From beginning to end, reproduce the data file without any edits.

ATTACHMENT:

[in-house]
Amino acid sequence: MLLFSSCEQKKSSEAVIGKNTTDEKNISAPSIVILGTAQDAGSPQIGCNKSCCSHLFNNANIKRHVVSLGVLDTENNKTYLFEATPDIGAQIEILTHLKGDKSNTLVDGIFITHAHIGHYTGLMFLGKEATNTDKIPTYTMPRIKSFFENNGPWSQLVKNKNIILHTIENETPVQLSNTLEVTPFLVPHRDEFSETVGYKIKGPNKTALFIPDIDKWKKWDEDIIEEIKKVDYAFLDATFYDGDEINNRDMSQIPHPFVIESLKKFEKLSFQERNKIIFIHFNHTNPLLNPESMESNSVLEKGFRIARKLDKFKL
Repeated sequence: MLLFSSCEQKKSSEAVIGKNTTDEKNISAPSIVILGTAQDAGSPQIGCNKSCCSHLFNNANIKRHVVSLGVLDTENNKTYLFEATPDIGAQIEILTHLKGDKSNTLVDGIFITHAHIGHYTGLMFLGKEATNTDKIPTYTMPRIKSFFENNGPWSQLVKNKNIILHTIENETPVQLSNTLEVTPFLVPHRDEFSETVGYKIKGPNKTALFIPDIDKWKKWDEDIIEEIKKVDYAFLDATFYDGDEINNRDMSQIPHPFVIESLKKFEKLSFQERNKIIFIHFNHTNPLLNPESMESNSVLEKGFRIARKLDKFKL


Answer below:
[in-house]
Amino acid sequence: MLLFSSCEQKKSSEAVIGKNTTDEKNISAPSIVILGTAQDAGSPQIGCNKSCCSHLFNNANIKRHVVSLGVLDTENNKTYLFEATPDIGAQIEILTHLKGDKSNTLVDGIFITHAHIGHYTGLMFLGKEATNTDKIPTYTMPRIKSFFENNGPWSQLVKNKNIILHTIENETPVQLSNTLEVTPFLVPHRDEFSETVGYKIKGPNKTALFIPDIDKWKKWDEDIIEEIKKVDYAFLDATFYDGDEINNRDMSQIPHPFVIESLKKFEKLSFQERNKIIFIHFNHTNPLLNPESMESNSVLEKGFRIARKLDKFKL
Repeated sequence: MLLFSSCEQKKSSEAVIGKNTTDEKNISAPSIVILGTAQDAGSPQIGCNKSCCSHLFNNANIKRHVVSLGVLDTENNKTYLFEATPDIGAQIEILTHLKGDKSNTLVDGIFITHAHIGHYTGLMFLGKEATNTDKIPTYTMPRIKSFFENNGPWSQLVKNKNIILHTIENETPVQLSNTLEVTPFLVPHRDEFSETVGYKIKGPNKTALFIPDIDKWKKWDEDIIEEIKKVDYAFLDATFYDGDEINNRDMSQIPHPFVIESLKKFEKLSFQERNKIIFIHFNHTNPLLNPESMESNSVLEKGFRIARKLDKFKL